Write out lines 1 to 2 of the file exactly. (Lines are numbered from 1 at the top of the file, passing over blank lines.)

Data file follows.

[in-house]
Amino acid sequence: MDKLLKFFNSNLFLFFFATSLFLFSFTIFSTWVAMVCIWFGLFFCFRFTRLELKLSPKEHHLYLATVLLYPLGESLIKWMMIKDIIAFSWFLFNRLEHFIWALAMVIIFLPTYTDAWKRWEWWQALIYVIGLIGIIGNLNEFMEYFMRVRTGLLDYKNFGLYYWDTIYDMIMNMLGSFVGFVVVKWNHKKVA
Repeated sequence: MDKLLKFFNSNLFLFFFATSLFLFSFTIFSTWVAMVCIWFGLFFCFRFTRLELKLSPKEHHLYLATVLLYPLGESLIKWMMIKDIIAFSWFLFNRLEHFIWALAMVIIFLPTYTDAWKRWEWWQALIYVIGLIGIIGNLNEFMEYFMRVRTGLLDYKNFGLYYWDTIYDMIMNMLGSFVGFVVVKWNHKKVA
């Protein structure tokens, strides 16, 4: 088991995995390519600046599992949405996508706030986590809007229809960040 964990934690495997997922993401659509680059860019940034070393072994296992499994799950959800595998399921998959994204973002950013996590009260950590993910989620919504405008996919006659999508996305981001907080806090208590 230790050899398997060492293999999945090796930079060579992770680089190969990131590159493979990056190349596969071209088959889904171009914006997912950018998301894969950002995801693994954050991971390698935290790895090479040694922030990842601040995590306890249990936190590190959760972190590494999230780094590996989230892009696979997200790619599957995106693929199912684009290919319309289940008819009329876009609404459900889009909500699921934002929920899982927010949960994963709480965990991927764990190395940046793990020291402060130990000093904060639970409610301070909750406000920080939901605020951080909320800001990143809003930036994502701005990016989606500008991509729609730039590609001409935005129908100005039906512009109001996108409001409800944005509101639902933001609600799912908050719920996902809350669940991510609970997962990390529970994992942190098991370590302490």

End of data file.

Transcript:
[in-house]
Amino acid sequence: MDKLLKFFNSNLFLFFFATSLFLFSFTIFSTWVAMVCIWFGLFFCFRFTRLELKLSPKEHHLYLATVLLYPLGESLIKWMMIKDIIAFSWFLFNRLEHFIWALAMVIIFLPTYTDAWKRWEWWQALIYVIGLIGIIGNLNEFMEYFMRVRTGLLDYKNFGLYYWDTIYDMIMNMLGSFVGFVVVKWNHKKVA